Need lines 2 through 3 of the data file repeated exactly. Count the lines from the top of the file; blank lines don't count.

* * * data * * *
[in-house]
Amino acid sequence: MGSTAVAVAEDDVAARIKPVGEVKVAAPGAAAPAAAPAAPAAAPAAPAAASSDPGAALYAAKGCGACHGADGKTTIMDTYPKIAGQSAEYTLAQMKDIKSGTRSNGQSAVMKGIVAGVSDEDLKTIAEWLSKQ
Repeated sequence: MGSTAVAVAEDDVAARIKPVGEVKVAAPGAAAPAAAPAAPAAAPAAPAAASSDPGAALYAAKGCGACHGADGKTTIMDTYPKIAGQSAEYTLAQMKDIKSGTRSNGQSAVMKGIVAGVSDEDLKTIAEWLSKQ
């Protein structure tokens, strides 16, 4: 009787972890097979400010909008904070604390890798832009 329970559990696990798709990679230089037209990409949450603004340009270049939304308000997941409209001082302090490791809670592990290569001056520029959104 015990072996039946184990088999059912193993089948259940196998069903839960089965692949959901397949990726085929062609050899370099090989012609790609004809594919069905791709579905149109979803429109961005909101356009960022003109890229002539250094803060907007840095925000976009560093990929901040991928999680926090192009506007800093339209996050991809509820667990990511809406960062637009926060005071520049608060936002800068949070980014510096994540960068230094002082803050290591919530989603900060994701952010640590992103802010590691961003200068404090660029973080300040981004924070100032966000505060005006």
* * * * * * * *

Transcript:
Amino acid sequence: MGSTAVAVAEDDVAARIKPVGEVKVAAPGAAAPAAAPAAPAAAPAAPAAASSDPGAALYAAKGCGACHGADGKTTIMDTYPKIAGQSAEYTLAQMKDIKSGTRSNGQSAVMKGIVAGVSDEDLKTIAEWLSKQ
Repeated sequence: MGSTAVAVAEDDVAARIKPVGEVKVAAPGAAAPAAAPAAPAAAPAAPAAASSDPGAALYAAKGCGACHGADGKTTIMDTYPKIAGQSAEYTLAQMKDIKSGTRSNGQSAVMKGIVAGVSDEDLKTIAEWLSKQ